14. People become mere punch lines: fleshy avatars for the gory grist.
  15. Even on its own limited, rigorous aesthetic grounds, there are far superior movies (including all of Tarr's own work). It's a sad way for the 56-year-old to go out, almost a caricature of his funereal mood and of art cinema in general.
    • 58 Metascore
    • 40 Critic Score
    You brace for a certain amount of hand-wringing, lip-biting and pinup posing aimed at middle-schoolers; given the way that Eclipse initially suggests a potential for reaching beyond a preteen audience, you just wish the beefcake and cheese didn’t eventually overshadow its better qualities.
  16. It's "Centurion Deux" without the second-coming-of-Carpenter pretense, though you still wish the trashiness were more distinctive.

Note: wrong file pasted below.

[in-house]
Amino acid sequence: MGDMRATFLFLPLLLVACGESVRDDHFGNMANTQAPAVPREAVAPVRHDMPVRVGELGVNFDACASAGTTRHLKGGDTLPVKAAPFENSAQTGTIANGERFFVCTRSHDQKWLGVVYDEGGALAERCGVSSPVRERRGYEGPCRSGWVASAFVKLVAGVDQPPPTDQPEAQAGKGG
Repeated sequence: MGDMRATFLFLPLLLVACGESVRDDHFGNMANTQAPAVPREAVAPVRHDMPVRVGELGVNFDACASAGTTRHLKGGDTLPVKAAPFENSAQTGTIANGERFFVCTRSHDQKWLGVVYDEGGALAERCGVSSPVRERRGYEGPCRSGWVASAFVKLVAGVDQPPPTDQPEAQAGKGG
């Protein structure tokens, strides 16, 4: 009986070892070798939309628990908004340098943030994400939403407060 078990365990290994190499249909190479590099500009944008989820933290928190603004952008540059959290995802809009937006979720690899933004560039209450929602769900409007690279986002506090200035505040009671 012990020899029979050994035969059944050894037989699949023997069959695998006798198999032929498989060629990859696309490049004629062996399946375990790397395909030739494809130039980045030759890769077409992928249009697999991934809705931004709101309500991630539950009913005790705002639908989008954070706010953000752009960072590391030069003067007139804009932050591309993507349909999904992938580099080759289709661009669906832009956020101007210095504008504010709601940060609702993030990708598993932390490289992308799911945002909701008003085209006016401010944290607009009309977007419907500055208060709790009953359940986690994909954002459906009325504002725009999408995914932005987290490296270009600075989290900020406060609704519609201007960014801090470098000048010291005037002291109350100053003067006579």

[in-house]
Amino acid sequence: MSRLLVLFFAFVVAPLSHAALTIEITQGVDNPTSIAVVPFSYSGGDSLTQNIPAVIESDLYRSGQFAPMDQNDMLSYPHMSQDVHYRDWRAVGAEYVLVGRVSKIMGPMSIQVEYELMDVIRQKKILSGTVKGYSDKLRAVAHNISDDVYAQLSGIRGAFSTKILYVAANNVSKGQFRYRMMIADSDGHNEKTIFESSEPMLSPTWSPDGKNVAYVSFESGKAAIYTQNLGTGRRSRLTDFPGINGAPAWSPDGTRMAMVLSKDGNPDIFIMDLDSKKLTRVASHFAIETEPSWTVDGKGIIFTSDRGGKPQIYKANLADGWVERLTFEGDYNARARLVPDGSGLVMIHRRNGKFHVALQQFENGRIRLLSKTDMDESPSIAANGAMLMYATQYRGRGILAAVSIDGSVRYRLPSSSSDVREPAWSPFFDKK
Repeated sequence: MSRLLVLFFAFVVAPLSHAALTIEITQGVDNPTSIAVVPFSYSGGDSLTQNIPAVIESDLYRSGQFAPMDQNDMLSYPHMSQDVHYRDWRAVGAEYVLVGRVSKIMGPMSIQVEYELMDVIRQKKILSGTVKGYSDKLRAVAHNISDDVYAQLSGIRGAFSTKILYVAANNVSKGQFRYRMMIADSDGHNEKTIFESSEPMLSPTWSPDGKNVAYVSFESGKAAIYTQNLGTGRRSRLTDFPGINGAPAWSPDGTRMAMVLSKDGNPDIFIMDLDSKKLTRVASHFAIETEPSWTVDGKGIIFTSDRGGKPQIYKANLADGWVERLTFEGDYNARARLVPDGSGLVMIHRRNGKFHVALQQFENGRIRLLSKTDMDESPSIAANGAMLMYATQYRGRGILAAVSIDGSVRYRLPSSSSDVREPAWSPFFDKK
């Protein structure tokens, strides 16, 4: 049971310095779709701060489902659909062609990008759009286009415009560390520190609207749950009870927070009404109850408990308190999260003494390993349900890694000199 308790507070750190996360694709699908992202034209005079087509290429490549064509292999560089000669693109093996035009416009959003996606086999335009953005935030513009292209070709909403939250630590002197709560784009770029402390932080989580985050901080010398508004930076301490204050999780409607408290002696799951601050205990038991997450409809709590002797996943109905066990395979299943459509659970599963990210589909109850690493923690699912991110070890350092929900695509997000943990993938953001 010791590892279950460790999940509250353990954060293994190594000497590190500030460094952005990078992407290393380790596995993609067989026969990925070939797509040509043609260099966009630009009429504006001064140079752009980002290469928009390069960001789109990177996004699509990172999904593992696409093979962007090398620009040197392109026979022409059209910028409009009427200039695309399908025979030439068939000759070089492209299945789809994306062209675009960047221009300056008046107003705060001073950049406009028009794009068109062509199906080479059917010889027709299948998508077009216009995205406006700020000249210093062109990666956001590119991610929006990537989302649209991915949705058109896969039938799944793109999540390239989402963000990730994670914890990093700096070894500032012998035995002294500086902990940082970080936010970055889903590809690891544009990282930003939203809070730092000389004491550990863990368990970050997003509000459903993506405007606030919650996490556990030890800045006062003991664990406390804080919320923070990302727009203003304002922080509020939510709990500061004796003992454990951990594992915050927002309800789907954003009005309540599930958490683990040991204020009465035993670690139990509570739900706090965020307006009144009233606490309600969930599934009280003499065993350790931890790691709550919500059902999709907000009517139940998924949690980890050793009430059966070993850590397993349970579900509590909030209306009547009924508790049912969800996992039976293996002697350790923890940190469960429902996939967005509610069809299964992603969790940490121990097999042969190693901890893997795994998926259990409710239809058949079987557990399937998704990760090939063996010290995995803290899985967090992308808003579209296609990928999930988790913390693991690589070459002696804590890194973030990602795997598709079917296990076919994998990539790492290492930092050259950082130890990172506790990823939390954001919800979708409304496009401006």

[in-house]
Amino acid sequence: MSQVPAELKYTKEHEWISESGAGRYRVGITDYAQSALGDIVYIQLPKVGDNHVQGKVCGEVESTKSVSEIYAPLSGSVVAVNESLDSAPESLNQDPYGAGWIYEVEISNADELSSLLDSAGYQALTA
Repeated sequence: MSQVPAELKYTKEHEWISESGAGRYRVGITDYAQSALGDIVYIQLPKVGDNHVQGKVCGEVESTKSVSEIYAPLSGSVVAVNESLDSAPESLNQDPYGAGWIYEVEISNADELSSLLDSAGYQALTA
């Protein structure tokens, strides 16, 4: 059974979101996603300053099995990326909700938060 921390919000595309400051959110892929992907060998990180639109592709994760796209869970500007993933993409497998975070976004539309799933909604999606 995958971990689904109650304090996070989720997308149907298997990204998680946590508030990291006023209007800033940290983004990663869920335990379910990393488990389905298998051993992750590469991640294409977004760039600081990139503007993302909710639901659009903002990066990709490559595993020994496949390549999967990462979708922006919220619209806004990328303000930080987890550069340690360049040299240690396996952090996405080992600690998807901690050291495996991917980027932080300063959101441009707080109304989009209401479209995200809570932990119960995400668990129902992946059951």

17. There is no depth or resonance to anything we see and hear-everything is as it seems, no more, no less, and the reactionary superficiality dulls the senses. General Orders No. 9 strains for elegiac profundity and ends up as bad, backward-looking poetry.
  18. The hard fact, though, is that Harlin's instincts - always toward the massive and slo-mo - make him a fairly dunderheaded political analyst.
  19. Feste's ode to showbiz clichés is closer to contemporary Nashville pop: twangy enough to qualify as Southern-fried, but too slick and disposable to be truly deep.
    • 42 Metascore
    • 40 Critic Score
    Though the fallout is utterly predictable, director Steve Rash at least brings an engaging fluidity to the high-energy sports scenes.
    • 49 Metascore
    • 40 Critic Score